Italian police recently arrested three men in Catania on the eastern coast of Sicily and charged them with attempting to smuggle 200 endangered exotic birds out of Sicily to Malta. Two of the suspects are Italian and the third is a Maltese truck driver. Reports from Italy say the police confiscated 200 birds, mainly small species worth more than 1000 euros in total. Once the men had been charged the birds were handed over to a wildlife rescue centre in Sicily. In due course they will be released in a wildlife refuge. It’s a well known fact that in the past a lot of song bird species were illegally imported from Sicily, Tunisia and the UK. Such species are mainly used as decoys on trapping sites during the trapping season. Since trapping for song birds in Malta is restricted to a number of species, such birds are in great demand. According to the investigators, these species are sold illegally in Malta, with prices varying from 180 euros to 350 euros each.
Tuesday, 21 February 2012
This year’s IAR Malta animal welfare award went to Shauna Vassallo, an eleven year old student from St Thomas More College at Santa Lucija, Malta. As well as being an animal welfare campaigner, Shauna is also a singer. She has successfully participated in local festivals with her song ‘Fejn’ which is about the suffering of abandoned animals. During 2011 Shauna also participated in a number of protests in Malta to raise awareness of animal issues. At the beginning and end of the protests Shauna would reinforce the message by singing her song. On one occasion she insisted on taking part, even though she was feeling unwell. IAR Malta picked Shauna from a shortlist of four and notified the headmistress of her school that one of her students was the winner. The award was presented at the school which helped to raise even greater awareness among the pupils. It came as a complete surprise to Shauna when the headmistress called her out during morning assembly in front of 600 students and all the teachers. When she found out that she had won the award, Shauna reacted with joy and disbelief!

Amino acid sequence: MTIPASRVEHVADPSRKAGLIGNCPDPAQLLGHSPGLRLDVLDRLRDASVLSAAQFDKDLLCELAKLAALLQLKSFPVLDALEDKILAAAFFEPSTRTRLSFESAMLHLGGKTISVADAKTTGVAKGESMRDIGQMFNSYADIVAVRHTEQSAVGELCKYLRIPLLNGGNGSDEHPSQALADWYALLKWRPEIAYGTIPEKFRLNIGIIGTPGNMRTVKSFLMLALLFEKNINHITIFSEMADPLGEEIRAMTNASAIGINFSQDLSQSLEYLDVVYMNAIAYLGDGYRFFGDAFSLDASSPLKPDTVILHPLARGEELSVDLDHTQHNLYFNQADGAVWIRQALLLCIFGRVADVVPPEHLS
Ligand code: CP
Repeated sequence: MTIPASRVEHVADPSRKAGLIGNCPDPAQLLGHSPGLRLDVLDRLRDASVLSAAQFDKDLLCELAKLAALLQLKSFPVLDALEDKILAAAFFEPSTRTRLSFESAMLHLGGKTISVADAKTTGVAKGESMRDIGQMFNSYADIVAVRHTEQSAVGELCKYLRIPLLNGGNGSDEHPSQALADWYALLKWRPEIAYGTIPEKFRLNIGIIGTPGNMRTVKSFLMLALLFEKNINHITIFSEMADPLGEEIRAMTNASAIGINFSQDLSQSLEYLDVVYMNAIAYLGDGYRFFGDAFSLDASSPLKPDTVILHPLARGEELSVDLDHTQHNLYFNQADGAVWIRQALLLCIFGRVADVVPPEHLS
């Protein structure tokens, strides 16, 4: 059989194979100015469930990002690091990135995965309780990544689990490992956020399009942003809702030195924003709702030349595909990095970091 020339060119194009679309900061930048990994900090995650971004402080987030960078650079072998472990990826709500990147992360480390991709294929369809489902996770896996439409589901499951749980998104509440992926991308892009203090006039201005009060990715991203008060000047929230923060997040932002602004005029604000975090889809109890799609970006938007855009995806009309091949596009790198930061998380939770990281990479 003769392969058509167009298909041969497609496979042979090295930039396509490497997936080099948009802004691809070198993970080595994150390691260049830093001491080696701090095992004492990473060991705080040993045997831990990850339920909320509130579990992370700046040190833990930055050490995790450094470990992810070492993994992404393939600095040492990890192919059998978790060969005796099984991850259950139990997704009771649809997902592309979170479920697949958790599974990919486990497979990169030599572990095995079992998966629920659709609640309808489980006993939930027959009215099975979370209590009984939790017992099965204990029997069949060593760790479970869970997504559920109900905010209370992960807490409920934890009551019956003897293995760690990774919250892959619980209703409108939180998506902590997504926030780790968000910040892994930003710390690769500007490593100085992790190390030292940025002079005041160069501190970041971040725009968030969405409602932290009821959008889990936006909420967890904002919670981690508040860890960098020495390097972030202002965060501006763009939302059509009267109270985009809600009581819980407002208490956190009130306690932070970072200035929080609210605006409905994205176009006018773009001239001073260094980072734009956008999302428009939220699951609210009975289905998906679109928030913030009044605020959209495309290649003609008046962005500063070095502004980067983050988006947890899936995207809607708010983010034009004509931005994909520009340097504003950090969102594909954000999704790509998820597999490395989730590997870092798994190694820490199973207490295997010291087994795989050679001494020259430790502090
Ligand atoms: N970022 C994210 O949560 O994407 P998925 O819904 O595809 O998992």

Wednesday, 15 February 2012
Luckily the bat is in good condition. We’ll keep it under observation for a few days and then release it in an area where we know there are similar species. Bats are nocturnal and the chances are that someone disturbed this bat in his daytime habitat. If it wasn’t for Mr Bessford the bat would certainly have died, mainly owing to the lack of food in the area and also as a result of the weather.
Mr J J Borg, Chairperson of the Malta Bats Society, says that the small species of bats - of which we have four in Malta - appear to be stable in number, although bats in general are still threatened. According to Mr Borg some hunters still shoot these mammals in the Girgenti and Lunzjata Valley. A problem which is also threatening these bats is the restoration of bastions, chapels found in rural churches and other old buildings.
I would like to personally thank Mr Bessford for bringing the bat to us and also for rescuing and reporting a baby rabbit he also found whilst out walking. If any tourists find animals in need whilst in Malta or spot any illegal wildlife activity we ask that they call our 24 hour emergency helpline on +356 (0) 994 71212.